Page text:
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True to Groupon Chairman Eric Lefkofsky's previous start-up record, we see the same pattern emerge again: He has cashed in and is now leaving Groupon (NASDAQ:GRPN).

In my last Groupon article, I pointed out several examples of Lefkofsky's historical pattern of starting companies, growing them quickly, and cashing out via IPO, only to watch the company fall quickly into bankruptcy.

In this follow-up article, I want to consider the state of the company by listing the top seven questions I want to ask Groupon management on its Q2 conference call:

  1. Do you capitalize any costs that could be considered marketing expense? For example, do you capitalize any costs because some marketing tools are software-related? If we reversed the costs back into the income statement, how much might it negatively impact earnings?

  2. Does the dollar size of the payable affect the length of time it takes to pay out each business customer?

  3. In CEO Andrew Mason's published email to employees, he discussed how customer-acquisition marketing expense is short-term in nature because they only need to market to customers once to retain them, "we just spend money one time to get you on our email list, and then every day we email you a reminder …There is no cost of reacquisition - that's unusual." What is the current consumer opt out percentage? What is the trend on this statistic? What percentage are you able to re-acquire and at what cost?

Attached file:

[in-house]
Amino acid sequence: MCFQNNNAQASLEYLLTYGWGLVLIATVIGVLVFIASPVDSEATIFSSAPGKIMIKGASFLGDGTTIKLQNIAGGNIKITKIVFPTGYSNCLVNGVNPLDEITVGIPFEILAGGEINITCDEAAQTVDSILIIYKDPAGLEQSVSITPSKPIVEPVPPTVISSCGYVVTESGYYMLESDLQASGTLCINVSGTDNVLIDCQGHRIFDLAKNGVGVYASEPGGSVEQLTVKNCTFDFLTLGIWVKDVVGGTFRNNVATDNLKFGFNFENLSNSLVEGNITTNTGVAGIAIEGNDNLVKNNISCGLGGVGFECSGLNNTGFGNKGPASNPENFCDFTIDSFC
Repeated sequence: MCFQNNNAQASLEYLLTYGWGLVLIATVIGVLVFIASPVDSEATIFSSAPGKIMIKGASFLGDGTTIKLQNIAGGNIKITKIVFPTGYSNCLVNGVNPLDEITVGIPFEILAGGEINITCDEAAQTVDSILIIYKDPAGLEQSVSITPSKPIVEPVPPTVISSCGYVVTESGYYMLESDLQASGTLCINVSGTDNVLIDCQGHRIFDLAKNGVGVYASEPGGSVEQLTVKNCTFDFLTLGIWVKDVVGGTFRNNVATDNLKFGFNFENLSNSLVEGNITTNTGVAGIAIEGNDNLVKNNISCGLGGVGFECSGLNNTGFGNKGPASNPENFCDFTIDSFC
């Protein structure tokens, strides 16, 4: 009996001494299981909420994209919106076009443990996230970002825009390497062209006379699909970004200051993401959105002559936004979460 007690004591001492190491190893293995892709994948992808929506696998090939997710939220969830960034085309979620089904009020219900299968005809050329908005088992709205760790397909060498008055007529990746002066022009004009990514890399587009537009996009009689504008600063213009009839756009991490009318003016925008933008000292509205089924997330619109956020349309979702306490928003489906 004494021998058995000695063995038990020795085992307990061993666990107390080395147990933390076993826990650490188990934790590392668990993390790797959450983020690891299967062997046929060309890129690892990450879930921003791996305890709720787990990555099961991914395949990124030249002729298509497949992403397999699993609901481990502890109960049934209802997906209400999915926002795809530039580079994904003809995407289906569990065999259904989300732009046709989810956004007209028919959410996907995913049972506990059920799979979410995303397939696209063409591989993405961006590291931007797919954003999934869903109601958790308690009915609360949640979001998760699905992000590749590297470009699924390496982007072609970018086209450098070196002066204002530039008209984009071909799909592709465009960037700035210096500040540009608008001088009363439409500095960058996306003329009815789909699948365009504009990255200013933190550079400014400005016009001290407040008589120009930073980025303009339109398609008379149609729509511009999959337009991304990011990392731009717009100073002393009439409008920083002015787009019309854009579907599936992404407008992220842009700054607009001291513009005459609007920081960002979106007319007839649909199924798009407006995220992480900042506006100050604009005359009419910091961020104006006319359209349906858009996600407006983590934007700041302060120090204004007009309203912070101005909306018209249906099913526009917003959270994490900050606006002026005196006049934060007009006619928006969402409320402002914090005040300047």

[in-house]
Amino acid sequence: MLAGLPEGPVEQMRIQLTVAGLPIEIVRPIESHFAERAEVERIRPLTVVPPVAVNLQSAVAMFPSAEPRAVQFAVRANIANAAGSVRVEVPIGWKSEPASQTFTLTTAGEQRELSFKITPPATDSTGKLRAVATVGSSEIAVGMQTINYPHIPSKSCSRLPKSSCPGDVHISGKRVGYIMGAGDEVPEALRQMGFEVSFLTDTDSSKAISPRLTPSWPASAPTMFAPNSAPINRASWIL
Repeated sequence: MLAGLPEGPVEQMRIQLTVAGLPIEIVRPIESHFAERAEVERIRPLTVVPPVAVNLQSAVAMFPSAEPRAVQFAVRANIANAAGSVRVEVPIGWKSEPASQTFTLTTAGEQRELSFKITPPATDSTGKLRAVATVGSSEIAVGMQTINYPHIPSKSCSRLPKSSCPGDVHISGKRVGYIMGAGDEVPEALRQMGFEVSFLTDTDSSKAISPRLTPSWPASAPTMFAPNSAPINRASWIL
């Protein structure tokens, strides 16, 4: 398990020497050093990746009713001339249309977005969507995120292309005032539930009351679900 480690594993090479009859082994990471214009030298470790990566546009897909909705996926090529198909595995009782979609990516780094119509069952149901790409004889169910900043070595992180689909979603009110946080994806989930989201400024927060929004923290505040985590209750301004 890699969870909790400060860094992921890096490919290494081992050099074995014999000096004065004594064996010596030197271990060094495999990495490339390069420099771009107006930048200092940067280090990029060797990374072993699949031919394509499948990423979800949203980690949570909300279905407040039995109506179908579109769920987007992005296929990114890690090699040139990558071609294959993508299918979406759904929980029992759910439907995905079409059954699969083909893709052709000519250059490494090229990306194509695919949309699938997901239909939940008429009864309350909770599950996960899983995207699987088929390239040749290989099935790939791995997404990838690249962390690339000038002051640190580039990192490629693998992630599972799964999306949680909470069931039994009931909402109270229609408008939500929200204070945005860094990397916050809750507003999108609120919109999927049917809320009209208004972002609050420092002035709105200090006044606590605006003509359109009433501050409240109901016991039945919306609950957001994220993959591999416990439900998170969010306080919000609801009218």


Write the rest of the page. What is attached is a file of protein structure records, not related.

4. On the last quarterly call, management discussed a few business customer retention initiatives, including Groupon Rewards. The Rewards program rewards customers for repeat visits to stores by giving them a Groupon - for a place they already frequent. What advantage have business owners seen in giving out Groupons to loyal consumers who have already demonstrated they will pay full price for the goods or services?

  5. What is the trend you see in terms of the split between your large and small business clients, both internationally and domestically? Are the smaller businesses customer acquisition costs higher than the larger ones? Can you compare ROIs, since you prefer to use this statistic?

  6. What percentage of your small clients, if any, have gone out of business before you pay them in full? If that has happened, what do you do with that excess cash?

  7. There are two different ways you pay out your business customers, depending on where they are domiciled. What is your days' payable outstanding (DPO) in the U.S. vs. abroad?

I notice the emotions of this stock often relate to the stock's market value. I realize the price of Groupon stock may bounce around. I am not looking at the stock price as I write this article - only the sustainability of the business. Tuesday's news is just another step in the wrong direction.

Source: Top 7 Questions I Want To Ask Groupon Management